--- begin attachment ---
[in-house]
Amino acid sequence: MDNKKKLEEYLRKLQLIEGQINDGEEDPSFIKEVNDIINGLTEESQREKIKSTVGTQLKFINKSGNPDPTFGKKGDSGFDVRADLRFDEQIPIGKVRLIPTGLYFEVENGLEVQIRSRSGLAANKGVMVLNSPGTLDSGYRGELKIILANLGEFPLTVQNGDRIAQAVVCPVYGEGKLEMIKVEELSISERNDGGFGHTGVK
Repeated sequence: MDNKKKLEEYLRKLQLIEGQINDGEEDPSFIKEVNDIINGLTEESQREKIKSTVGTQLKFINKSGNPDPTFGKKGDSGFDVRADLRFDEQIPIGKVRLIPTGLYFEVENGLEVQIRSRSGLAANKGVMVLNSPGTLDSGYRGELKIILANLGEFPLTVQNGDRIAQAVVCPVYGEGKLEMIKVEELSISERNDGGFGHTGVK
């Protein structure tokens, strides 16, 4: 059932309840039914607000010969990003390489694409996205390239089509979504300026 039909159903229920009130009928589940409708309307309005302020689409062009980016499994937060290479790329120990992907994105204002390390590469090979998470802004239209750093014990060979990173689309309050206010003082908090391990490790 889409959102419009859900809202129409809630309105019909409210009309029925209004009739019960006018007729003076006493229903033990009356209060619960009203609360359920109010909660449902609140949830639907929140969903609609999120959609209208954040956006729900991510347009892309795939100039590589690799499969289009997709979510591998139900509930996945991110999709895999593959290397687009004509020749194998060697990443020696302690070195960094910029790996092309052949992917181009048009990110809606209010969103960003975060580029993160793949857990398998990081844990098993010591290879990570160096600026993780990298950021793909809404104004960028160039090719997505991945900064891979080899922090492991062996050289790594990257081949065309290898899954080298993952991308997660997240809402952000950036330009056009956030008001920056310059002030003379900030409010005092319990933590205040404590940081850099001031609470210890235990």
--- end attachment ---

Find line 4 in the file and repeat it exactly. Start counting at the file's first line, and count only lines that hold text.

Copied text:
């Protein structure tokens, strides 16, 4: 059932309840039914607000010969990003390489694409996205390239089509979504300026 039909159903229920009130009928589940409708309307309005302020689409062009980016499994937060290479790329120990992907994105204002390390590469090979998470802004239209750093014990060979990173689309309050206010003082908090391990490790 889409959102419009859900809202129409809630309105019909409210009309029925209004009739019960006018007729003076006493229903033990009356209060619960009203609360359920109010909660449902609140949830639907929140969903609609999120959609209208954040956006729900991510347009892309795939100039590589690799499969289009997709979510591998139900509930996945991110999709895999593959290397687009004509020749194998060697990443020696302690070195960094910029790996092309052949992917181009048009990110809606209010969103960003975060580029993160793949857990398998990081844990098993010591290879990570160096600026993780990298950021793909809404104004960028160039090719997505991945900064891979080899922090492991062996050289790594990257081949065309290898899954080298993952991308997660997240809402952000950036330009056009956030008001920056310059002030003379900030409010005092319990933590205040404590940081850099001031609470210890235990």